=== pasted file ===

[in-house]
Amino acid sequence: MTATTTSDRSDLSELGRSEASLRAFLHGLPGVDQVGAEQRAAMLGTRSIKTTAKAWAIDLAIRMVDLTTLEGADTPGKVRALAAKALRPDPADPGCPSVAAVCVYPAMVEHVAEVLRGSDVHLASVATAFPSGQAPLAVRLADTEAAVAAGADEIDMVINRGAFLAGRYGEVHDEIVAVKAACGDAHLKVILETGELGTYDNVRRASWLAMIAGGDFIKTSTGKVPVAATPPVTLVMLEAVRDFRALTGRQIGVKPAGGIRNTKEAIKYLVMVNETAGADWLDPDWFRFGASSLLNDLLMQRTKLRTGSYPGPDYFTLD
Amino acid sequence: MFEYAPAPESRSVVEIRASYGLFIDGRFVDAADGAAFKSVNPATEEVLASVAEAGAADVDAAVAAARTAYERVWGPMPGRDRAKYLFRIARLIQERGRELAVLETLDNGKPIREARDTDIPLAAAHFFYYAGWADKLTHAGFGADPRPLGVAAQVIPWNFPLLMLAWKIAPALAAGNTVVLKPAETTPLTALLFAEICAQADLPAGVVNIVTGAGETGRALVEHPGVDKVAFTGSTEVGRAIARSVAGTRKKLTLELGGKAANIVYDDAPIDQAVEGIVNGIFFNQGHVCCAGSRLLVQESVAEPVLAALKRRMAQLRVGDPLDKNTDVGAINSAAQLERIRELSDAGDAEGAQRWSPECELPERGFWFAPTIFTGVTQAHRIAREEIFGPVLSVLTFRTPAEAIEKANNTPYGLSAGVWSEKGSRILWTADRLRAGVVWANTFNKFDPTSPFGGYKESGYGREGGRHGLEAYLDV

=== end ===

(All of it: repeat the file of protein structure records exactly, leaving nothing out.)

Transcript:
[in-house]
Amino acid sequence: MTATTTSDRSDLSELGRSEASLRAFLHGLPGVDQVGAEQRAAMLGTRSIKTTAKAWAIDLAIRMVDLTTLEGADTPGKVRALAAKALRPDPADPGCPSVAAVCVYPAMVEHVAEVLRGSDVHLASVATAFPSGQAPLAVRLADTEAAVAAGADEIDMVINRGAFLAGRYGEVHDEIVAVKAACGDAHLKVILETGELGTYDNVRRASWLAMIAGGDFIKTSTGKVPVAATPPVTLVMLEAVRDFRALTGRQIGVKPAGGIRNTKEAIKYLVMVNETAGADWLDPDWFRFGASSLLNDLLMQRTKLRTGSYPGPDYFTLD
Amino acid sequence: MFEYAPAPESRSVVEIRASYGLFIDGRFVDAADGAAFKSVNPATEEVLASVAEAGAADVDAAVAAARTAYERVWGPMPGRDRAKYLFRIARLIQERGRELAVLETLDNGKPIREARDTDIPLAAAHFFYYAGWADKLTHAGFGADPRPLGVAAQVIPWNFPLLMLAWKIAPALAAGNTVVLKPAETTPLTALLFAEICAQADLPAGVVNIVTGAGETGRALVEHPGVDKVAFTGSTEVGRAIARSVAGTRKKLTLELGGKAANIVYDDAPIDQAVEGIVNGIFFNQGHVCCAGSRLLVQESVAEPVLAALKRRMAQLRVGDPLDKNTDVGAINSAAQLERIRELSDAGDAEGAQRWSPECELPERGFWFAPTIFTGVTQAHRIAREEIFGPVLSVLTFRTPAEAIEKANNTPYGLSAGVWSEKGSRILWTADRLRAGVVWANTFNKFDPTSPFGGYKESGYGREGGRHGLEAYLDV